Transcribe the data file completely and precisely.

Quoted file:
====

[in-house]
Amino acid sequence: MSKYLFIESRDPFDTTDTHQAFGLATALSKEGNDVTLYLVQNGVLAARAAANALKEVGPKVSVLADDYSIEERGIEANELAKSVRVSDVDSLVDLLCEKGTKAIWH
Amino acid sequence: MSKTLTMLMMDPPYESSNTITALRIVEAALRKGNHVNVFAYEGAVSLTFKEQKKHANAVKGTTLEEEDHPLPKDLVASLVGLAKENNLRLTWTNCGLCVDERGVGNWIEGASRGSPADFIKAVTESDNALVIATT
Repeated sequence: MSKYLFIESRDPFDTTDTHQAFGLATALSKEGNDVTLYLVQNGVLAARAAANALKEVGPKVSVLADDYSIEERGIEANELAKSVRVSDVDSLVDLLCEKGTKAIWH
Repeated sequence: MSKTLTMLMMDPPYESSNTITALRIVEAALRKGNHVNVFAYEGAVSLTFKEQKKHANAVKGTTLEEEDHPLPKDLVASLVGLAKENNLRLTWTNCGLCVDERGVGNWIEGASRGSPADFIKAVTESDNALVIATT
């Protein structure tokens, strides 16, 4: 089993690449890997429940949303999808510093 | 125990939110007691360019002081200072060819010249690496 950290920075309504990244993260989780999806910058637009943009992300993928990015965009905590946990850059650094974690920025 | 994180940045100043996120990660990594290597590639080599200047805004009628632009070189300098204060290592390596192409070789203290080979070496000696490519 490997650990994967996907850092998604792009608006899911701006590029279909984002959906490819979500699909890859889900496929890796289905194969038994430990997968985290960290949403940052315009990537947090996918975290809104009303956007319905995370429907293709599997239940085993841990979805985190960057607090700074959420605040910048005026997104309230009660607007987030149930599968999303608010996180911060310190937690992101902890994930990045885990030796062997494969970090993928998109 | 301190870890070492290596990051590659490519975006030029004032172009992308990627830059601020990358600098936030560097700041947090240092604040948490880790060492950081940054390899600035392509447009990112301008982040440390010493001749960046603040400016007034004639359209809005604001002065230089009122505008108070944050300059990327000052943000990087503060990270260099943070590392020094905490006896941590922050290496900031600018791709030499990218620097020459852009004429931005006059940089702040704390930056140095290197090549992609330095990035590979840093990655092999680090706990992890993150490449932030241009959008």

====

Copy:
[in-house]
Amino acid sequence: MSKYLFIESRDPFDTTDTHQAFGLATALSKEGNDVTLYLVQNGVLAARAAANALKEVGPKVSVLADDYSIEERGIEANELAKSVRVSDVDSLVDLLCEKGTKAIWH
Amino acid sequence: MSKTLTMLMMDPPYESSNTITALRIVEAALRKGNHVNVFAYEGAVSLTFKEQKKHANAVKGTTLEEEDHPLPKDLVASLVGLAKENNLRLTWTNCGLCVDERGVGNWIEGASRGSPADFIKAVTESDNALVIATT
Repeated sequence: MSKYLFIESRDPFDTTDTHQAFGLATALSKEGNDVTLYLVQNGVLAARAAANALKEVGPKVSVLADDYSIEERGIEANELAKSVRVSDVDSLVDLLCEKGTKAIWH
Repeated sequence: MSKTLTMLMMDPPYESSNTITALRIVEAALRKGNHVNVFAYEGAVSLTFKEQKKHANAVKGTTLEEEDHPLPKDLVASLVGLAKENNLRLTWTNCGLCVDERGVGNWIEGASRGSPADFIKAVTESDNALVIATT
């Protein structure tokens, strides 16, 4: 089993690449890997429940949303999808510093 | 125990939110007691360019002081200072060819010249690496 950290920075309504990244993260989780999806910058637009943009992300993928990015965009905590946990850059650094974690920025 | 994180940045100043996120990660990594290597590639080599200047805004009628632009070189300098204060290592390596192409070789203290080979070496000696490519 490997650990994967996907850092998604792009608006899911701006590029279909984002959906490819979500699909890859889900496929890796289905194969038994430990997968985290960290949403940052315009990537947090996918975290809104009303956007319905995370429907293709599997239940085993841990979805985190960057607090700074959420605040910048005026997104309230009660607007987030149930599968999303608010996180911060310190937690992101902890994930990045885990030796062997494969970090993928998109 | 301190870890070492290596990051590659490519975006030029004032172009992308990627830059601020990358600098936030560097700041947090240092604040948490880790060492950081940054390899600035392509447009990112301008982040440390010493001749960046603040400016007034004639359209809005604001002065230089009122505008108070944050300059990327000052943000990087503060990270260099943070590392020094905490006896941590922050290496900031600018791709030499990218620097020459852009004429931005006059940089702040704390930056140095290197090549992609330095990035590979840093990655092999680090706990992890993150490449932030241009959008």